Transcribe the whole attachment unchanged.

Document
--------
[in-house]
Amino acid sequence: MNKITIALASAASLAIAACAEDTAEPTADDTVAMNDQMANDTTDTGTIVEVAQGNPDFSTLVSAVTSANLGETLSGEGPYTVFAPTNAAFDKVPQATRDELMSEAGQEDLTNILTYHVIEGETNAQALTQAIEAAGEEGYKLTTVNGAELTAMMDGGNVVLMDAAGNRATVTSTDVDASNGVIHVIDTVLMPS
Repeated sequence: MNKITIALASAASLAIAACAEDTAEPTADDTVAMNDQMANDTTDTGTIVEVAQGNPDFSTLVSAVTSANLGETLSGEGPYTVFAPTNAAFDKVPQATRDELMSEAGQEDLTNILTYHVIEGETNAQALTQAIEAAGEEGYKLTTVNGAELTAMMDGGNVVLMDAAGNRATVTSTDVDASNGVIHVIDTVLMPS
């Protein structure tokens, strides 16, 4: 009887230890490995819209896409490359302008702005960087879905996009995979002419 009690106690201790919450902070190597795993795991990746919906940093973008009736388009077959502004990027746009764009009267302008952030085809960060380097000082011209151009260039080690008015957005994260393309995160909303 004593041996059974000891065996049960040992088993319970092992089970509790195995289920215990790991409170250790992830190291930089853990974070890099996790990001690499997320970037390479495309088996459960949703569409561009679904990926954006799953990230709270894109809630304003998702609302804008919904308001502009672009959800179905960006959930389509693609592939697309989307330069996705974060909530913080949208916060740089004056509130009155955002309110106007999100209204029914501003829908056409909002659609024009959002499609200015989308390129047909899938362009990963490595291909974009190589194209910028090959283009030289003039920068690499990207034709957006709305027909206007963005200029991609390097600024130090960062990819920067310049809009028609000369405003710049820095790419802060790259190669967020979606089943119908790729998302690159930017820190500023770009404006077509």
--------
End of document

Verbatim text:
[in-house]
Amino acid sequence: MNKITIALASAASLAIAACAEDTAEPTADDTVAMNDQMANDTTDTGTIVEVAQGNPDFSTLVSAVTSANLGETLSGEGPYTVFAPTNAAFDKVPQATRDELMSEAGQEDLTNILTYHVIEGETNAQALTQAIEAAGEEGYKLTTVNGAELTAMMDGGNVVLMDAAGNRATVTSTDVDASNGVIHVIDTVLMPS
Repeated sequence: MNKITIALASAASLAIAACAEDTAEPTADDTVAMNDQMANDTTDTGTIVEVAQGNPDFSTLVSAVTSANLGETLSGEGPYTVFAPTNAAFDKVPQATRDELMSEAGQEDLTNILTYHVIEGETNAQALTQAIEAAGEEGYKLTTVNGAELTAMMDGGNVVLMDAAGNRATVTSTDVDASNGVIHVIDTVLMPS
């Protein structure tokens, strides 16, 4: 009887230890490995819209896409490359302008702005960087879905996009995979002419 009690106690201790919450902070190597795993795991990746919906940093973008009736388009077959502004990027746009764009009267302008952030085809960060380097000082011209151009260039080690008015957005994260393309995160909303 004593041996059974000891065996049960040992088993319970092992089970509790195995289920215990790991409170250790992830190291930089853990974070890099996790990001690499997320970037390479495309088996459960949703569409561009679904990926954006799953990230709270894109809630304003998702609302804008919904308001502009672009959800179905960006959930389509693609592939697309989307330069996705974060909530913080949208916060740089004056509130009155955002309110106007999100209204029914501003829908056409909002659609024009959002499609200015989308390129047909899938362009990963490595291909974009190589194209910028090959283009030289003039920068690499990207034709957006709305027909206007963005200029991609390097600024130090960062990819920067310049809009028609000369405003710049820095790419802060790259190669967020979606089943119908790729998302690159930017820190500023770009404006077509």